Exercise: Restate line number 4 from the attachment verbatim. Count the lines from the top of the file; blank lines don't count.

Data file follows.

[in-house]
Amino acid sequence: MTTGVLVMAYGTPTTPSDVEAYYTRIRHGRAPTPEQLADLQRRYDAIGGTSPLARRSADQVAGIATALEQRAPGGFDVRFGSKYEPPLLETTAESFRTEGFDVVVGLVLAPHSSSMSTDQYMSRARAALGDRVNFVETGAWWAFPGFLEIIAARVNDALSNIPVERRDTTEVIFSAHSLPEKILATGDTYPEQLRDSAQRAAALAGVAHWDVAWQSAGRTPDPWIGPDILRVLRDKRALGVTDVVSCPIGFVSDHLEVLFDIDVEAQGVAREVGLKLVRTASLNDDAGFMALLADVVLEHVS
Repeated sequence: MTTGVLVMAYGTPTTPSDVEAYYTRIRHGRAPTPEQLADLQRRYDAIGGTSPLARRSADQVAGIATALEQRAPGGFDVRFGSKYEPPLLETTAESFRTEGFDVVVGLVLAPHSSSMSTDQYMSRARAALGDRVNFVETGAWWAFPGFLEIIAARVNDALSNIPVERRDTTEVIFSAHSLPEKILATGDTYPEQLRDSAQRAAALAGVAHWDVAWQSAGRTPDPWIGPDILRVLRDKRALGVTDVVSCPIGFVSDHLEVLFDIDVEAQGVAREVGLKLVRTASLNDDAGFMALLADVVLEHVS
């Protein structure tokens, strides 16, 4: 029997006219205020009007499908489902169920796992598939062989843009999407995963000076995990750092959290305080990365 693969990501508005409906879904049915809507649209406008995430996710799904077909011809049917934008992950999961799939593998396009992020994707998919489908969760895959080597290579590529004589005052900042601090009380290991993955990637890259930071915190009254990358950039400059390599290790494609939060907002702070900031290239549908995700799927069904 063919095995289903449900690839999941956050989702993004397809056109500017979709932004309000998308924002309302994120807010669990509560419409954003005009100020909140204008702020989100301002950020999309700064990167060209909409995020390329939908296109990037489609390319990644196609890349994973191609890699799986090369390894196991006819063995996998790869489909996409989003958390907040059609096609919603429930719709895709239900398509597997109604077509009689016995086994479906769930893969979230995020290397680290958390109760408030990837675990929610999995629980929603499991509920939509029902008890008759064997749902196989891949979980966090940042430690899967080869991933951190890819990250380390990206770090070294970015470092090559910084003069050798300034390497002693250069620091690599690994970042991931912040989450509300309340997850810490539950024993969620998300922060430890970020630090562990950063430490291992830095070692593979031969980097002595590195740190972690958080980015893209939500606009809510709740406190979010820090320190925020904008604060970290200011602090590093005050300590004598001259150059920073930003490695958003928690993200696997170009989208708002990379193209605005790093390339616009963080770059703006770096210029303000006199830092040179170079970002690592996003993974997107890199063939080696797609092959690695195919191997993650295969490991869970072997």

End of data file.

């Protein structure tokens, strides 16, 4: 029997006219205020009007499908489902169920796992598939062989843009999407995963000076995990750092959290305080990365 693969990501508005409906879904049915809507649209406008995430996710799904077909011809049917934008992950999961799939593998396009992020994707998919489908969760895959080597290579590529004589005052900042601090009380290991993955990637890259930071915190009254990358950039400059390599290790494609939060907002702070900031290239549908995700799927069904 063919095995289903449900690839999941956050989702993004397809056109500017979709932004309000998308924002309302994120807010669990509560419409954003005009100020909140204008702020989100301002950020999309700064990167060209909409995020390329939908296109990037489609390319990644196609890349994973191609890699799986090369390894196991006819063995996998790869489909996409989003958390907040059609096609919603429930719709895709239900398509597997109604077509009689016995086994479906769930893969979230995020290397680290958390109760408030990837675990929610999995629980929603499991509920939509029902008890008759064997749902196989891949979980966090940042430690899967080869991933951190890819990250380390990206770090070294970015470092090559910084003069050798300034390497002693250069620091690599690994970042991931912040989450509300309340997850810490539950024993969620998300922060430890970020630090562990950063430490291992830095070692593979031969980097002595590195740190972690958080980015893209939500606009809510709740406190979010820090320190925020904008604060970290200011602090590093005050300590004598001259150059920073930003490695958003928690993200696997170009989208708002990379193209605005790093390339616009963080770059703006770096210029303000006199830092040179170079970002690592996003993974997107890199063939080696797609092959690695195919191997993650295969490991869970072997």